Santa’s reindeer visit Lakeview Elementary School

Posted by Mike Taylor • Last Updated 8:49 am on Thursday, December 26 2013


Lakeview Elementary School students take turns visiting reindeer from Anderson & Girls Orchard.

LAKEVIEW — You know Dasher and Dancer and Prancer and Vixen; Comet and Cupid and Donner and Blitzen … but how many times have you actually met a reindeer face to face?

Students at Lakeview Elementary School had a chance to do just that last Thursday when two reindeer visited the children courtesy of Anderson & Girls Orchards in Stanton. The two reindeer (grown and juvenile) came to the school at the request of Lakeview preschool teacher Carmen Anderson, whose father, Terry, owns the business.

According to Carmen, the family got into the “critter business” when she was still in high school, around 2000.

“We started out with just goats,” Carmen said. “It grew from there.”

The farm’s current retinue boasts zebras, monkeys, camels, llamas and a host of other species. Throughout the year, the family shows the animals at various events around the area. This time of year, however, the reindeer are, understandably, the most popular.

In the weekends leading up to Christmas, the Anderson’s transport the reindeer to the small town of Ashley, where they take part in that town’s holiday festivities, which include a steam engine train ride from Ashley to Owosso.

“We’re there every Friday, Saturday and Sunday,” Carmen said. “And dad does take the reindeer to other places throughout Michigan, but just in the wintertime. People usually hire us to bring the baby goats or the camel to their festivals or whatever in the summertime.”

Reindeer are a lot bigger in person. That’s the lesson students at Lakeview Elementary School learned after a visit from Anderson & Girls Orchard last Thursday.

The Lakeview students, particularly the younger crowd, had many questions for Terry Anderson regarding his reindeer, which — seen up close — appeared considerably larger than most of them were expecting. Once that initial surprise in size wore off, however, the kids managed to voice the question foremost on their minds: Can reindeer really fly?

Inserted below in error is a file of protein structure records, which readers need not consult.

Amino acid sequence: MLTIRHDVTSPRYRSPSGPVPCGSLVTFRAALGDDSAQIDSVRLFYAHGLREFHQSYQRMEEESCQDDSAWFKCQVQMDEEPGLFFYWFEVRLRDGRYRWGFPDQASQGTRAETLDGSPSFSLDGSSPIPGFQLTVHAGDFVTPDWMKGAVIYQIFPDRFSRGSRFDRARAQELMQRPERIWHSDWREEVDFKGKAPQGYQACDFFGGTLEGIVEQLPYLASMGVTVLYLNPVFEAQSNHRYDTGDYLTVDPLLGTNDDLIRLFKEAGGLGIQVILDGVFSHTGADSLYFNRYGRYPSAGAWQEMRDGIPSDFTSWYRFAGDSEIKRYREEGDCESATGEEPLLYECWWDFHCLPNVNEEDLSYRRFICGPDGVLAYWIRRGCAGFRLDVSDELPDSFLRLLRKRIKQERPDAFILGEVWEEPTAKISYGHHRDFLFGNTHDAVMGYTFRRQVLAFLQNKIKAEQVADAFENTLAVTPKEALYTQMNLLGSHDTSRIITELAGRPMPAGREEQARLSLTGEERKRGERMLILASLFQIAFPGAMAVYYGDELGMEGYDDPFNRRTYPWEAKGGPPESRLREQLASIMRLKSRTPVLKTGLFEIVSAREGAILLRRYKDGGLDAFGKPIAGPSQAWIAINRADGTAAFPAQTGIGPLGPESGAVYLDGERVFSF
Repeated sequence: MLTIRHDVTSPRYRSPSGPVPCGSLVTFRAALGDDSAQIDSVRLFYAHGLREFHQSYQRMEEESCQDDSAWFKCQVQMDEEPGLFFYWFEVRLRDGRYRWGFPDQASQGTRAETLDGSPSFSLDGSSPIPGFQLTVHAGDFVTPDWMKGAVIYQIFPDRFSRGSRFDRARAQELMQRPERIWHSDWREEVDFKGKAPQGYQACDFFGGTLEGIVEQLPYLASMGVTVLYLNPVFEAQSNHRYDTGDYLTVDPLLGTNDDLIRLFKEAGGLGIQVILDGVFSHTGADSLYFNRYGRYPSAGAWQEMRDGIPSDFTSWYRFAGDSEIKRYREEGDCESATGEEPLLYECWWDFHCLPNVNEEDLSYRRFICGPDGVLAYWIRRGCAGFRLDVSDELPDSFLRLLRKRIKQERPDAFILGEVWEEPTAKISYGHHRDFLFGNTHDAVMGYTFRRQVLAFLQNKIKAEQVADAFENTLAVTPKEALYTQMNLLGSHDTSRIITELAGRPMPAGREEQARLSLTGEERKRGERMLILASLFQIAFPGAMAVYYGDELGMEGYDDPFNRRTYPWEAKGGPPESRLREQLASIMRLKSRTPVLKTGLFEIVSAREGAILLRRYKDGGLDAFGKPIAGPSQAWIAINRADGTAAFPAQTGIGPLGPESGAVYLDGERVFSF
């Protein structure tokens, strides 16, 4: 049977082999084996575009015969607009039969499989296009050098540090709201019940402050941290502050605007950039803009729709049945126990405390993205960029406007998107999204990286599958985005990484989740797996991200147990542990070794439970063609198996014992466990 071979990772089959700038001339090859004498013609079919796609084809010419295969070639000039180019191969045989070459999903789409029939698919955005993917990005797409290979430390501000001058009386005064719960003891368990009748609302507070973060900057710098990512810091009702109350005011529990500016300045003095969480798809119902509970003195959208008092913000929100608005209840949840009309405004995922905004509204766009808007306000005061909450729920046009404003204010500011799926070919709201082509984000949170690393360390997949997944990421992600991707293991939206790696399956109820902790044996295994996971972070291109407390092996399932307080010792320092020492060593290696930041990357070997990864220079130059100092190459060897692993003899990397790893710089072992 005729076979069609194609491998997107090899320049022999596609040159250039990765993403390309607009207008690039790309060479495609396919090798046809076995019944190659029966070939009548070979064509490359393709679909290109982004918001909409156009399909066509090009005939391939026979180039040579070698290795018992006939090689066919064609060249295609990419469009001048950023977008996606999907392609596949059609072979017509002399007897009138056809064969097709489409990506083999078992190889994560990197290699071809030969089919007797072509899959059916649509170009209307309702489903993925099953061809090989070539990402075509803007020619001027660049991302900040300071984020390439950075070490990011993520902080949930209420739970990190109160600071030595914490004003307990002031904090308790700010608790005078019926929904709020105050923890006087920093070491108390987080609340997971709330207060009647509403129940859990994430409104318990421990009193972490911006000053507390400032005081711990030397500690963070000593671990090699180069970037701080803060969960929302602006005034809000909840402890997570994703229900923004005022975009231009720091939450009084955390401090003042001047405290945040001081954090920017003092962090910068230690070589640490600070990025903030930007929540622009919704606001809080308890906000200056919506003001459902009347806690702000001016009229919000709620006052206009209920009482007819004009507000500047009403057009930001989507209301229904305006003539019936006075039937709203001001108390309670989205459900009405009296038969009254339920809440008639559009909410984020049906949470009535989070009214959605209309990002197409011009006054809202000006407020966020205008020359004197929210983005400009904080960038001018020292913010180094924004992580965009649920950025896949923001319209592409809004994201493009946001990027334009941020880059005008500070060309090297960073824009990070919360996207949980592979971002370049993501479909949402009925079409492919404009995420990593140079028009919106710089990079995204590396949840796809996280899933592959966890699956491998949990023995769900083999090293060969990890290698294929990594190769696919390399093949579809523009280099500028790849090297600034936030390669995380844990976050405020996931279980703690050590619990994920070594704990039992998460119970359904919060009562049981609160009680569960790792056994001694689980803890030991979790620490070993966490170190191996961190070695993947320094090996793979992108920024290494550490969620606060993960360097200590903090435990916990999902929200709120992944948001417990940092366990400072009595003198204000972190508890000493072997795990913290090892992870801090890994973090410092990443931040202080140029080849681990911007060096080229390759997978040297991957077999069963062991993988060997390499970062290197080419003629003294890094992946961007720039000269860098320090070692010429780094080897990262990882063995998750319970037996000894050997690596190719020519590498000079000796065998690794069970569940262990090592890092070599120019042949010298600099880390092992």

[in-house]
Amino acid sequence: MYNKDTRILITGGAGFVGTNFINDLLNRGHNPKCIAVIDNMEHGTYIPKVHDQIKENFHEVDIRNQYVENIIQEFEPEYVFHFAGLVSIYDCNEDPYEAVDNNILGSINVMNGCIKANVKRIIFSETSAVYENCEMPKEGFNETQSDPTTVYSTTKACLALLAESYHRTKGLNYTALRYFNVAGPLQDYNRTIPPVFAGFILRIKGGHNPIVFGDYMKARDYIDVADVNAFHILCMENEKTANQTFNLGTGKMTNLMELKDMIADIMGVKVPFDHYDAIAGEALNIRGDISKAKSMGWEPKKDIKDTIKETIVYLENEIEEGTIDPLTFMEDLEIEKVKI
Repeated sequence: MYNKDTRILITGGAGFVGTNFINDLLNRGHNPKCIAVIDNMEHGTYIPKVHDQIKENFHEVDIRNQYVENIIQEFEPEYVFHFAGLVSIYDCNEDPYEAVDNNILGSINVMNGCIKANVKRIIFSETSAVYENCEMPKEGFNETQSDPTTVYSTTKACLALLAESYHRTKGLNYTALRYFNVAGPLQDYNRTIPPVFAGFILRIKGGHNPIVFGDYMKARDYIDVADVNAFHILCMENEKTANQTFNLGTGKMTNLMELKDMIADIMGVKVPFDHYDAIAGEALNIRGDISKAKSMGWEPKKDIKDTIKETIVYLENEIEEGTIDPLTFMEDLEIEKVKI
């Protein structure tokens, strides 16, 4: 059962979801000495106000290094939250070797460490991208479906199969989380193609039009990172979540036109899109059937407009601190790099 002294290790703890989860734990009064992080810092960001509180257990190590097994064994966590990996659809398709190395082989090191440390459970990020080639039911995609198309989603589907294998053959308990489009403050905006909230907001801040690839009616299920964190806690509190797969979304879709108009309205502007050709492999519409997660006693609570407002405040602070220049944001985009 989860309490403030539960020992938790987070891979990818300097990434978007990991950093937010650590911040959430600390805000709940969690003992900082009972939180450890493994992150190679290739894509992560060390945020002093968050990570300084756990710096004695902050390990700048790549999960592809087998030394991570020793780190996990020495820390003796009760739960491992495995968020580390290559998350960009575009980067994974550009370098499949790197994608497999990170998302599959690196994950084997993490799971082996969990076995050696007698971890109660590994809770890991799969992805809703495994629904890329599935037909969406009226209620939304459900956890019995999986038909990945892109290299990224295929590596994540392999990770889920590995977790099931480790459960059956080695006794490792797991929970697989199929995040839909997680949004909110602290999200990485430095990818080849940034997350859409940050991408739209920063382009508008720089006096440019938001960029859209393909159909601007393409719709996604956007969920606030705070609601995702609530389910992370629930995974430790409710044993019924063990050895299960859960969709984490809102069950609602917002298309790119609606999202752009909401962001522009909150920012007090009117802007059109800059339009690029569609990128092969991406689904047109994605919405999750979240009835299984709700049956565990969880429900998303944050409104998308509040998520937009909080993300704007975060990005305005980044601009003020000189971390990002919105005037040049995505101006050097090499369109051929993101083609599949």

“Well, of course they can fly,” said Terry, without a moment’s hesitation. “But I can never get them to do it. Only Santa’s magic can make them fly. We can’t do it.”

More than one first-grader nodded thoughtfully over this bit of useful information.

Terry went on to share news even more shocking: Santa’s reindeer, he figures, must be females, since male reindeer typically lose their antlers by November.

“The boys all lose their antlers long before Christmas,” he explained. “That’s why we think all Santa’s reindeer must be girls.”
According to Carmen, the reindeer visit could become an annual event at Lakeview Elementary School.

“We’ll bring them again as long as the administration is willing to let us,” Carmen said. “Although, the superintendent originally requested the marmosets. They’re really small monkeys and they don’t travel well. We really wouldn’t be able to travel here with them.”

Considering the fact monkeys never helped deliver a single sleigh-full of Christmas presents, that might just have been for the best, as far as the kids were concerned.

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